I am doing my degree with a minor in Publishing, so I had the chance to read some publishing-related texts this past semester. Here are my (rough) thoughts and musings.

Reading the 21st Century by Stan PerskyReading Communities On the Subject of Literary Criticism:

Considering the topic of literary criticism, and the doom-and-gloom debate of it being a ‘dead art’, I spent an afternoon perusing some books with this theme. I chose to flip through Reading Communities: From Salons to Cyberspace edited by DeNel Rehberg Sedo and Reading the 21st Century by Stan Persky.

Rethinking Paper & Ink: The Sustainable Publishing Revolution

Rethinking Paper & InkPart of Ooligan Press’ OpenBook Series, Rethinking Paper & Ink is a detailed look at the different stages of print publishing. The frontmatter of the book contained good transparency regarding it’s own printing process including type of paper and ink used.

My complaint was that while they did acknowledge the short lifespan of electronics as well as energy required to run devices, it bothered me that they just glossed over e-waste and the toxins it emits. This is a global problem that we in developed nations are creating with our obsession with buying the latest and shiny new gadgets every year. Undeveloped countries are bearing the brunt of our consumerism which can result in toxic chemical leaching into the groundwater, fumes emitted when the electronics are set on fire, and more.

Ooligan Press | April 2011 | ISBN: 978-1932010398 | $21.95

Book: A Futurist’s Manifesto edited by Hugh McGuire & Brian O’Leary

Book: A Futurist's ManifestoBook: A Futurist’s Manifesto is a “a collection of essays from the bleeding edge of publishing.” Neat fact: it was created through McGuire’s PressBooks, a free, open source project that turns writing online into ebooks, PDFs, and print-on-demand titles.

My initial dismay was that several chapters seemed to be self-serving talks about their own projects masquerading as essays about the general topic. I would have preferred them to be presented more as case studies which increases transparency (ie: Travis Alber and Aaron Miller of BookGlutton; Neal Hoskins, WingedChariot). It should be noted that some of the contributors did do this case study style, it just wasn’t properly titled, such as Jurgen Fauth of Fictionaut whose chapter was vaguely titled ‘Communities of Writers’ and Sarah Wendell of Smart Bitches, Trashy Books whose chapter was titled ‘A Conversation That Can’t Be Controlled’.

Reading Kassia Krozser’s chapter, “A Reader’s Bill of Rights”— I felt like it was written by an uninformed consumer complaining about the industry, not someone who has publishing experience (as Krozser’s bio states). Short sections under each Right are neither detailed nor elaborated on, functioning as mere definitions of the subhead. This whole chapter read more like a rant about ebooks than an educated and informative essay. I would have appreciated a more in-depth look at how reader’s rights can help inform publisher’s practices. Also, it was ironic in Krozser’s section she spoke about the Value of Content—including proper editing and formatting—and she had a typo and a formatting error.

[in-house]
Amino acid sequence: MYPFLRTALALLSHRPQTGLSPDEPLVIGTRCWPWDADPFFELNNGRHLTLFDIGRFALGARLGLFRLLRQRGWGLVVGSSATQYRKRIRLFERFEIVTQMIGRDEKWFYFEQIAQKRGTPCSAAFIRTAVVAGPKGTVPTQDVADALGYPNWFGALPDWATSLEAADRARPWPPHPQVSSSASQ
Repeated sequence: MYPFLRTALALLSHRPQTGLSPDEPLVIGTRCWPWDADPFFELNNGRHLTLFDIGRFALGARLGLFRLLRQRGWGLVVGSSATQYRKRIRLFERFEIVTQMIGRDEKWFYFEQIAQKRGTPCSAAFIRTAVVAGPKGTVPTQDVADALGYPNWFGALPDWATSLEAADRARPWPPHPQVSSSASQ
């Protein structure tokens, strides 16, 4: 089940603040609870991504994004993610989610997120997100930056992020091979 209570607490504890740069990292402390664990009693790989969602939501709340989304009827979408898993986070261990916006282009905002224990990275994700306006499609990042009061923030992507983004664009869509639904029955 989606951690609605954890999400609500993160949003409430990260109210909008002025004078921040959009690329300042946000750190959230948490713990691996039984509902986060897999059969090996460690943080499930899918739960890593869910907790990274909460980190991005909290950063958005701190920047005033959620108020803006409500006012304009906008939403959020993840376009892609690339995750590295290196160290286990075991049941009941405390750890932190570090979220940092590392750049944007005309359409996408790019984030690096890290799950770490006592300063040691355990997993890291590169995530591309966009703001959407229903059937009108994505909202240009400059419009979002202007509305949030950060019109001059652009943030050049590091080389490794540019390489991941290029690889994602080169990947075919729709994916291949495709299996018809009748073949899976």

I really enjoyed the chapter by the GoodReads founders titled “How Books Get Discovered”. While the graphs were barely readable in the print format, the discussion was detailed and informative. It was interesting that many of the studies show readers discover books through a variety of means, with no one way dominating the others. It’s an important reminder to publishers and authors the need to penetrate multiple markets and platforms when promoting a title. The PressBooks format may have some work to do when it deals with images too, as the figures in this section did not line up with the text that referred to it.

“The Surprising Power of ‘Little Data'” by Peter Collingridge of Bookseer was too frustrating to finish. This chapter relied so much on detailed graphs that I could barely follow along. The figures were very detailed but only printed the width of the finished book. Also, they were in black and white but the text referred to “the blue line” or “the red line”.

I’d suggest reading the essays for free online instead of paying for the print book. I cannot comment on the quality of images and graphs in the ebook.

O’Reilly Media | October 2011 | ISBN: 978-1-4493-0559-8 (ebook) | $9.99 (ebook)

Books as History: The Importance of Books Beyond Their Texts by David Pearson

Books as History by David PearsonI flipped through Books as History for a just short while. It’s a beautifully compiled work, heavily illustrated with archival material.

I especially enjoyed the section about margin notes written by notable figures within their own library of books. This is something that we may lose—insight of great minds—with ebooks.

Oak Knoll Press & The British Library | April 2008 | ISBN 9781584562337 | $65.00

Penguin 75: Designers, Authors, Commentary (The Good, The Bad…)

Penguin75Created for the 75th anniversary of Penguin Books, Penguin75 features 75 book covers with commentary behind the design process.

It was lovely to flip through from a designer’s perspective, but from a reader’s perspective, some of the items would be improved from an introductory description of the project (such as the Penguin Poet Series).

Overall though, it was well balanced with commentary from the Art Director(s), Designers, Authors, and (sometimes Illustrators too) for the 75 case studies depicted.